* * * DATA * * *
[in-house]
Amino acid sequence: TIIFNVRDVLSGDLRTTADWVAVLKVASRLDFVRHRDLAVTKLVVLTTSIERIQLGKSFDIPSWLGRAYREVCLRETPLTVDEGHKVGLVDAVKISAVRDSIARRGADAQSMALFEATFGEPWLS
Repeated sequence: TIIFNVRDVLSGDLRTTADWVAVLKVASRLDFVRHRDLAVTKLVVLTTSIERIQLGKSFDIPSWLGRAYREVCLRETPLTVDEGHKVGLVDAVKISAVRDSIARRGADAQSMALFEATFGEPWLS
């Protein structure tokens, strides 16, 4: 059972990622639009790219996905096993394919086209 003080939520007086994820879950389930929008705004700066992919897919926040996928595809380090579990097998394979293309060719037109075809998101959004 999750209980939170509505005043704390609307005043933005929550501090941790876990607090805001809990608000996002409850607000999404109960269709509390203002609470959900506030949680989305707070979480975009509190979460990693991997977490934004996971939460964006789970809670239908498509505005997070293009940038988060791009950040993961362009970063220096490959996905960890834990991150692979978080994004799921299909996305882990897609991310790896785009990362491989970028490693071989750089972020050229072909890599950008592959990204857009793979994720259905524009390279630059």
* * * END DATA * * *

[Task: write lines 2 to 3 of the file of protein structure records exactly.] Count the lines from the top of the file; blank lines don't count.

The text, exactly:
Amino acid sequence: TIIFNVRDVLSGDLRTTADWVAVLKVASRLDFVRHRDLAVTKLVVLTTSIERIQLGKSFDIPSWLGRAYREVCLRETPLTVDEGHKVGLVDAVKISAVRDSIARRGADAQSMALFEATFGEPWLS
Repeated sequence: TIIFNVRDVLSGDLRTTADWVAVLKVASRLDFVRHRDLAVTKLVVLTTSIERIQLGKSFDIPSWLGRAYREVCLRETPLTVDEGHKVGLVDAVKISAVRDSIARRGADAQSMALFEATFGEPWLS